To define any type of art, one must first ascertain exactly what it is that one is considering, whether it be art in the literal form of painting and sculpture, or instead the less traditionally considered forms of dance and film. As regards Spain, it is clear that traditional forms are wide and varied, coming from many important sources, with influential artists such as Salvador Dalí, Francisco Goya and Diego Velazquez all originating from this southern European country. Not only this, but the Iberian sphere can also be considered as regards those artists who, although not Spanish by birth, chose to settle here, and were greatly influenced by the Spanish way of life, El Greco being an important example of this.
Picasso, for many, is considered the most famous Spanish artist, as his work is quite clearly famed throughout the world. Examples such as Les Demoiselles d’Avignon and Guernica are unforgettable and have been reproduced to such an extent that one cannot fail to recognise them, even if lacking an artistic background. His works range from those demonstrating his experimental and primary blue stage, to the cubism and surrealism elements of his work, making for a wide and interesting range, from a man only born in the late 19th century in Malaga.
Dalí also marks high up as regards an important artist of recent centuries, and is known worldwide for his more unusual displays. Ironically furthermore, it was often his behaviour that attracted more attention than his artwork during his lifetime, in particular his trademark was in fact an exaggerated moustache influenced by Velazquez. His work is now exhibited in many key cities around the world, including Paris and New York, thus showing the vast scope of his influence as regards the surrealist world. Interestingly, Dalí was also known for his mix of traditional and modern techniques, as well as repeated symbols of the clock and elephant, making his work an eclectic mix.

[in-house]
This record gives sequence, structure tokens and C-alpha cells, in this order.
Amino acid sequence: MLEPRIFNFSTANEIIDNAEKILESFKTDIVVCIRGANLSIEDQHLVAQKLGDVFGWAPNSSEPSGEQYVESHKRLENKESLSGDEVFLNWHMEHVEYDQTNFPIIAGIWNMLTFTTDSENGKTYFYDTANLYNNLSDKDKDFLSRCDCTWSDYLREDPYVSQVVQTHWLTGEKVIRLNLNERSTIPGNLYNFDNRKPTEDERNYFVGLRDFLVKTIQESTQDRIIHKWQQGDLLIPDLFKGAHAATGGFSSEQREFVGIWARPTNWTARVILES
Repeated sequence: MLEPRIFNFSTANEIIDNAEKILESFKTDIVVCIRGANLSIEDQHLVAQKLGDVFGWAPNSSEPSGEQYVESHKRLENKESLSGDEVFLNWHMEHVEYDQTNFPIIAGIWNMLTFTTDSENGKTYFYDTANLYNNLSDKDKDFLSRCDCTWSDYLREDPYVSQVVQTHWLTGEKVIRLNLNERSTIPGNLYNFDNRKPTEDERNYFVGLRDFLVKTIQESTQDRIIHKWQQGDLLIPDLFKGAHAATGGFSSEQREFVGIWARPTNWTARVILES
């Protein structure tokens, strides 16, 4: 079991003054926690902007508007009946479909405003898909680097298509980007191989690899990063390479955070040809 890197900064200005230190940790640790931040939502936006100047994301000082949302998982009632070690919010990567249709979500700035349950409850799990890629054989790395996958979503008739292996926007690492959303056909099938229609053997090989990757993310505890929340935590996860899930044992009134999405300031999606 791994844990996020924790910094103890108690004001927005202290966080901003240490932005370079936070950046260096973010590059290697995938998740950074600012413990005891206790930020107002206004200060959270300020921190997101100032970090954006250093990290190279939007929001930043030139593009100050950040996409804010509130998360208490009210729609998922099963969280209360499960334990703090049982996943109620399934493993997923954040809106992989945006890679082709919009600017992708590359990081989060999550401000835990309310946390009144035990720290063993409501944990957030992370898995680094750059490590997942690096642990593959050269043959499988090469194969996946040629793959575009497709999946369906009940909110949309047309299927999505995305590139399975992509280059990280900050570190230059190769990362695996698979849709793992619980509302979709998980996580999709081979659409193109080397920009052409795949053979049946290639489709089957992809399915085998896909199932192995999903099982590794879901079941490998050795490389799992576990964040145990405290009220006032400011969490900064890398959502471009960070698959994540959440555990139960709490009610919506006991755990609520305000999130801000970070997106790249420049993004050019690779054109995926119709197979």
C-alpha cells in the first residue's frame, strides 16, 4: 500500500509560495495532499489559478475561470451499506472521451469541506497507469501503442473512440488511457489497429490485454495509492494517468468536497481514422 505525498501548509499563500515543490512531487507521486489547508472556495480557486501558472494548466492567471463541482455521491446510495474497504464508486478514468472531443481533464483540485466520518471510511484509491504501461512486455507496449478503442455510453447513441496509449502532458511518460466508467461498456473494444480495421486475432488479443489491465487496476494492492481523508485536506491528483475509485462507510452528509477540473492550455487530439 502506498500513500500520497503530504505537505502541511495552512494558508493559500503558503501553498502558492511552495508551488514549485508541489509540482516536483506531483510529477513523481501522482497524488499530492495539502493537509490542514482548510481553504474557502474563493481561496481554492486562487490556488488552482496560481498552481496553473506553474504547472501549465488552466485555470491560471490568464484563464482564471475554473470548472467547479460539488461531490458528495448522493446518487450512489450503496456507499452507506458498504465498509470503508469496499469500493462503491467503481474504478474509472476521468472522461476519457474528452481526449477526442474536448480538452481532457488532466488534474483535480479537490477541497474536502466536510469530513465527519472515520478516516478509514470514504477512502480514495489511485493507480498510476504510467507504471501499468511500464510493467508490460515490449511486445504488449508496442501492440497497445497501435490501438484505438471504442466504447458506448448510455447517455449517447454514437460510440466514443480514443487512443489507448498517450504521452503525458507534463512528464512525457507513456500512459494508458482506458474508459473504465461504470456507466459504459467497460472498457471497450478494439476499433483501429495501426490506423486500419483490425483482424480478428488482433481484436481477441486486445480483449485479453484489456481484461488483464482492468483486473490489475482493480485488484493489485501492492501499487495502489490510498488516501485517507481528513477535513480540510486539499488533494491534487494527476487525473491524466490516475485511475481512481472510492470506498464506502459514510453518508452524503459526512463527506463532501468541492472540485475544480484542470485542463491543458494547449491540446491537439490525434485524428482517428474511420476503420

In modern day Spain, art galleries are an integral part of life as well as the tourist trade, made clear by the fact that they can be found almost everywhere. Madrid boasts several, and for many the most important is that of El Prado which opened in the early 19th century. Originally commissioned by Ferdinand VII at the request of his wife, the building was constructed to house the national history cabinet, and now this impressive example of architecture is renowned all over the world for the variety and the importance of the works showcased here, including the series of black paintings by Goya, which attract thousands of visitors every year.
Furthermore in the ‘Golden Triangle of Art’, one can find the national centre of modern art, the Museo Reina Sofia. This former hospital building now houses art from a wide range of artists, the majority being Spanish, and in particular is well known for the large number of works by Salvador Dalí and Pablo Picasso.
The third most important gallery that one can encounter in Madrid is the Thyssen-Bornemisza Museum, the final corner on the renowned triangle of art, and for many, this is considered the ‘filler-in’ as it completes the areas of art that the other two galleries lack. The collection began in the early 20th century as a selection of private works belonging to Heinrich, Baron Thyssen-Bornemisza de Káson, and culminated in the opening of a museum in 1992 following the influence of his wife, and in 1993 the collection was bought outright by the Spanish government.
- El arte - art
- Galería de arte – art gallery
- Edificio - building
- Cuadro/pintura – painting
- el gobierno español – spanish government
- ejemplo - example
- escultura - sculpture
- colección de arte – art collection
- cumplir - complete
- artista - artist